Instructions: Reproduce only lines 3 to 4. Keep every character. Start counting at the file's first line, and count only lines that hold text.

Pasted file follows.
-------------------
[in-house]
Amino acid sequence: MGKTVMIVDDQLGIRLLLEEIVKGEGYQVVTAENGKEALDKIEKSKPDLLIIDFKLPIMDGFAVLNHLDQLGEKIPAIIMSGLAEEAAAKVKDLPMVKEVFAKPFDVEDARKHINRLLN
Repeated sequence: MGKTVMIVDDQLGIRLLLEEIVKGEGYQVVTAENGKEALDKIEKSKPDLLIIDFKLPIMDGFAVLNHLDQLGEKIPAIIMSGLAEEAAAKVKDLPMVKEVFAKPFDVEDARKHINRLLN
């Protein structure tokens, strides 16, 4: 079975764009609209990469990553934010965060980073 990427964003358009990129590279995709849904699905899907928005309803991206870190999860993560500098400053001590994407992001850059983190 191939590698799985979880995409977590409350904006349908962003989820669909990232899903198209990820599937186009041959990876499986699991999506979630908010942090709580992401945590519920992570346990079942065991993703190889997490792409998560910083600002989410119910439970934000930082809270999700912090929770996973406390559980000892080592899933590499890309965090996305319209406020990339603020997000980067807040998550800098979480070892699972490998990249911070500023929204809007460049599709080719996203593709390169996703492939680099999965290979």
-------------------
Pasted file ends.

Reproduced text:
Repeated sequence: MGKTVMIVDDQLGIRLLLEEIVKGEGYQVVTAENGKEALDKIEKSKPDLLIIDFKLPIMDGFAVLNHLDQLGEKIPAIIMSGLAEEAAAKVKDLPMVKEVFAKPFDVEDARKHINRLLN
């Protein structure tokens, strides 16, 4: 079975764009609209990469990553934010965060980073 990427964003358009990129590279995709849904699905899907928005309803991206870190999860993560500098400053001590994407992001850059983190 191939590698799985979880995409977590409350904006349908962003989820669909990232899903198209990820599937186009041959990876499986699991999506979630908010942090709580992401945590519920992570346990079942065991993703190889997490792409998560910083600002989410119910439970934000930082809270999700912090929770996973406390559980000892080592899933590499890309965090996305319209406020990339603020997000980067807040998550800098979480070892699972490998990249911070500023929204809007460049599709080719996203593709390169996703492939680099999965290979």